Obviously, a system programmed to detect patterns in freeway traffic during commute hours will have little or no value if we want to look for potential cancer in the x-ray of a patient’s lung. That is like imagining the visual processing neurons in the human brain should also be suitable for the composition of symphonies. While the general principles behind most AI programs are the same, the precise instantiation and the datasets used to “train” the system (by means of weighting inputs and outputs so as to maximize the recognition of the desired patterns) are very different.
There is thus no way for any AI program to break out and take over the world, any more than the automatic parallel-parking system in a Lexus can suddenly decide to drive to Florida for a pleasant vacation.
Now let’s look at the other unexamined part of the Skynet equation: consciousness.
We humans don’t actually possess this quality, unless we define it very loosely indeed. What we do have is an illusion of consciousness even though much of the time we’re operating unconsciously. We don’t have a lot of processing power available to us for generating consciousness, because most of our brain is busy with auto-regulatory tasks. The human brain is busy processing sensory inputs, maintaining heart rate, breathing, blood pressure, balance, movement, hormone levels, and all manner of other physical systems that demand constant attention. Yet we’re aware of little or none of this activity.
We are sometimes, and never with any great precision, aware of our surroundings. But all the studies show our awareness is very partial and very fallible. Our brain fabricates a sense of wholeness, but it’s easy to show that in reality we perceive only a tiny percentage of what’s actually going on, and even of this small percentage we are often grossly mistaken. Eyewitness accounts, for example, are mostly worthless even when the witness is supposedly a trained professional.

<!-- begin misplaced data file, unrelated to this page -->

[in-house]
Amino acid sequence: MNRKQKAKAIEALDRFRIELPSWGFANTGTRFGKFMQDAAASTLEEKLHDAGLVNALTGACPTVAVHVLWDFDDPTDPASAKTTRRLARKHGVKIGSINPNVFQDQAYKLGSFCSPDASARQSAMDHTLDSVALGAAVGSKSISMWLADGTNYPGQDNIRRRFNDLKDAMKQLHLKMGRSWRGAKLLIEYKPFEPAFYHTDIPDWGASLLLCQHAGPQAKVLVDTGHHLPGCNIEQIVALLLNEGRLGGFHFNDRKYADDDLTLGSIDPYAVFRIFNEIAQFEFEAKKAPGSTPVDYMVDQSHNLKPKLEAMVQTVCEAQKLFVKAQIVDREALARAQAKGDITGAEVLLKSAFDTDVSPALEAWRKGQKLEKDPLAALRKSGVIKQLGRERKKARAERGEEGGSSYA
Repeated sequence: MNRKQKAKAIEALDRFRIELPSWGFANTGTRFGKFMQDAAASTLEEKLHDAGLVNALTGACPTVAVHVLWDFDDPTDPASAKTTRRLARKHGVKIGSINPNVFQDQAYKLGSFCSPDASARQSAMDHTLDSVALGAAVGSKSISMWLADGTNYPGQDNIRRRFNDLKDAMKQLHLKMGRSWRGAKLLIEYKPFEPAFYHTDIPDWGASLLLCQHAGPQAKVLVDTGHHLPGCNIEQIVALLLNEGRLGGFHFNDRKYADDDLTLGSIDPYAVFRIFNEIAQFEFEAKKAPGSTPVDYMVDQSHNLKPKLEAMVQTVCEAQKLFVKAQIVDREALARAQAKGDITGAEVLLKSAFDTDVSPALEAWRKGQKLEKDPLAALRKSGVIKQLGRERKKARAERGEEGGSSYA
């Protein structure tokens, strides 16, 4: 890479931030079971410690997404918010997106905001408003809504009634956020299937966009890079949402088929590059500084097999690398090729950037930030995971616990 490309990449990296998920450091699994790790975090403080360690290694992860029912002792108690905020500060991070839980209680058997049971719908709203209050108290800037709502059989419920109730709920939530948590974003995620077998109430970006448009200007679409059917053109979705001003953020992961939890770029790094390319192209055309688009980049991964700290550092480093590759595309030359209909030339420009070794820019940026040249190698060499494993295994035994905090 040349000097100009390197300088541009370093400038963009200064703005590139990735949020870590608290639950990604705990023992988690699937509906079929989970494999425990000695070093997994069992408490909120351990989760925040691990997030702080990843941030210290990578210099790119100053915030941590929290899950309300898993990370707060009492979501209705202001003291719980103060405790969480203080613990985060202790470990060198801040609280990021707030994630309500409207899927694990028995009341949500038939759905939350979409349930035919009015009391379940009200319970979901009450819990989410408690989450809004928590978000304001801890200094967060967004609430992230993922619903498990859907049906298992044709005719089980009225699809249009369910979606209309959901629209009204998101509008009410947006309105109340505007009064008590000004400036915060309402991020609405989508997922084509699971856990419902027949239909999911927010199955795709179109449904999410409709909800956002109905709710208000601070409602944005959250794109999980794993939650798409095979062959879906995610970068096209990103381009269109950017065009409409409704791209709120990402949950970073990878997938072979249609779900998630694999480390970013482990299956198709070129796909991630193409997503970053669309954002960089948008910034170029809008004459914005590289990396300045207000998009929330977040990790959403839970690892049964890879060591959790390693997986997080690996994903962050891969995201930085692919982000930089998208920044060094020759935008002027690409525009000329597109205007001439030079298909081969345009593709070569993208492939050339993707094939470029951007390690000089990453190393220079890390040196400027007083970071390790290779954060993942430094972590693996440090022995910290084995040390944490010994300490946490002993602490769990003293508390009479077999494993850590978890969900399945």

Furthermore we’re often unaware of our true motivations and we are utterly helpless in the face of our hardwired behaviors. Thus our illusion of consciousness is partial, fallible, and sporadic. Think of the last time you set out on a car journey, at some point became lost in thought, and some time later realized you were nearly at your destination.
So much for consciousness.
Furthermore, studies on sensory deprivation show very clearly that without constant input from our sense organs we rapidly become disoriented and begin to hallucinate. So how would a disembodied computer program fare?
Further still, we know that all of our desires, thoughts, feelings, and actions are the result of millions of years of evolution and are primarily mediated through our emotional centers and hormonal systems. Lacking such drivers, how would an AI program, for our purposes magically imbued with some self-awareness thanks to the wonders of lazy script-writing, have any sense of purpose and therefore any sense of intent?
Personally I think it would be a very useful thing indeed for humans to become more conscious, and perhaps if we manage to avoid exterminating ourselves and all life on Earth larger than an ant, in a few hundred thousand years it may even be possible. But one thing is absolutely certain: even if we do manage to become slightly more conscious, a general-purpose artificial intelligence with similar self-awareness will at best mimic us — and only then if we’ve gone to the considerable trouble of recreating everything such a system would require: sensory organs, the equivalent of such hardwired drives as are common to all group primates, the equivalent of hormonal mediators, and all manner of pre-programed automatic responses to a wide variety of internal and external stimuli.
Which is rather like saying to a Victorian inventor, “Yes, perhaps one day we shall be able to build an automaton that looks just like a person, running on steam and using cogs and gears in order to ambulate.”
But why bother? What possible use could such a contraption serve? By the time the technology was available to perform such a feat of engineering there would be far more interesting and useful challenges to tackle.
Precisely the same is true of AI.